22 FEBRUARY 1873, Page 1

There was a curious scene in the House of Commons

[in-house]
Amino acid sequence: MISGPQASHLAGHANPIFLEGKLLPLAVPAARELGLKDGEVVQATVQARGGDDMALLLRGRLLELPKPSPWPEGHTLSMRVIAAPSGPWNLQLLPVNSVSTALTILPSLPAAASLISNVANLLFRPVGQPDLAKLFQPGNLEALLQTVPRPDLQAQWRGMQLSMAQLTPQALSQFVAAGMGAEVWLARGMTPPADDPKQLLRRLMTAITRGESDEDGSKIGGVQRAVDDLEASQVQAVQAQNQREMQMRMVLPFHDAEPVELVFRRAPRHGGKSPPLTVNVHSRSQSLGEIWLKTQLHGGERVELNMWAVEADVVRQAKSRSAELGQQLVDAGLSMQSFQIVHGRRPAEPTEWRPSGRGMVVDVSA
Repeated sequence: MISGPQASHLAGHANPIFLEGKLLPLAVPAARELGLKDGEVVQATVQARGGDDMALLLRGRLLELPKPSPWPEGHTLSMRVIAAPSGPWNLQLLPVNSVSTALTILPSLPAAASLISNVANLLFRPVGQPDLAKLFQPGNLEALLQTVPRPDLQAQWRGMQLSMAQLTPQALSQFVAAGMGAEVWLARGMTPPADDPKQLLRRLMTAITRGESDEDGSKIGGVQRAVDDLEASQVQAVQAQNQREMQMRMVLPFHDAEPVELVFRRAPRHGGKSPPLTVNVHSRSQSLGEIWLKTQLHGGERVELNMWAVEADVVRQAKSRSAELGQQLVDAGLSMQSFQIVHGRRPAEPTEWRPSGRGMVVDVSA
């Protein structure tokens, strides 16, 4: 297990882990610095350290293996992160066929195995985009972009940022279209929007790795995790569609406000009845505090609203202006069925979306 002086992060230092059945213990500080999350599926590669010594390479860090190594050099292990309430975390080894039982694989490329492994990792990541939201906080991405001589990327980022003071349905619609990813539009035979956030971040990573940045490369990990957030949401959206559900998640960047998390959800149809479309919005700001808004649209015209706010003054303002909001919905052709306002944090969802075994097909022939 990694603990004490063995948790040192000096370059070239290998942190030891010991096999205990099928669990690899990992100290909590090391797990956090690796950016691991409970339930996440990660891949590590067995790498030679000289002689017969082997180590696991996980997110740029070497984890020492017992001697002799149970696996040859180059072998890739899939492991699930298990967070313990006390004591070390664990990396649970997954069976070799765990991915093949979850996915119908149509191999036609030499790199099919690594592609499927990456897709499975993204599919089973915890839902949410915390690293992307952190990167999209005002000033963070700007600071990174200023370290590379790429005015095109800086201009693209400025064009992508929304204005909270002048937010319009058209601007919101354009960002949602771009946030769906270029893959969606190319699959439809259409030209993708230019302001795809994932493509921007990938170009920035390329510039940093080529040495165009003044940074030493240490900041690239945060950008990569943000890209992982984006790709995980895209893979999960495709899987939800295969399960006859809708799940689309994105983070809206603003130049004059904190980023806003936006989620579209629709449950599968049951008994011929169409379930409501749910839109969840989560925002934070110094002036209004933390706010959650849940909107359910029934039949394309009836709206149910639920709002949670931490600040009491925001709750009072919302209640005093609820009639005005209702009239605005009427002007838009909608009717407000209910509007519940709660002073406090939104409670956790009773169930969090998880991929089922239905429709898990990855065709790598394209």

on Thursday night on a " breach of privilege " case. Mr. Plimsoll (M.P. for Derby), whose book on the condition in which certain shipowners knowingly send their ships to sea has attracted so much attention, had intimated that two or three of the worst offenders had seats in the House, and that with two of them he had already had unpleasant personal collisions in relation to his Bill of last Session. Mr. Eustace Smith (M.P. for Tynemouth), a shipowner, who admitted that he had never heard himself pointed at as one of the offenders, and could, therefore, speak disinter- estedly on behalf of his class, moved that the Clerk read a passage from Mr. Plimsoll's book, which was done ; and Mr. Smith then moved " that to accuse in a printed book Members of the House of grievous offences, and threaten them with further exposure if they take part in its debates, is conduct highly reprehensible and injurious to the honour and dignity of this House,"—whereupon Mr. Plimsoll, stating that, "having consulted the highest autho- rity," he had been advised that he had committed " an inadvertent offence against the House," expressed his sincere regret that in the eagerness of his effort to find help for the help. less he had seemed to show any disrespect to the House. Mr. Horsman then appealed to Mr. Eustace Smith to withdraw his motion, when Mr. Gourley (M.P. for Sunderland), who has already taken proceedings against Mr. Plimsoll for a libel, rose, but gave way to the evident unwillingness of the House to hear him further after he had once said that he was willing to accept Mr. Plimsoll's apology. Thereupon Mr. Gladstone appealed to Mr. Eustace Smith to withdraw his motion, and it was with- drawn. The House showed its invariable good sense by refusing to have a libel case argued under the form of a motion on breach of privilege.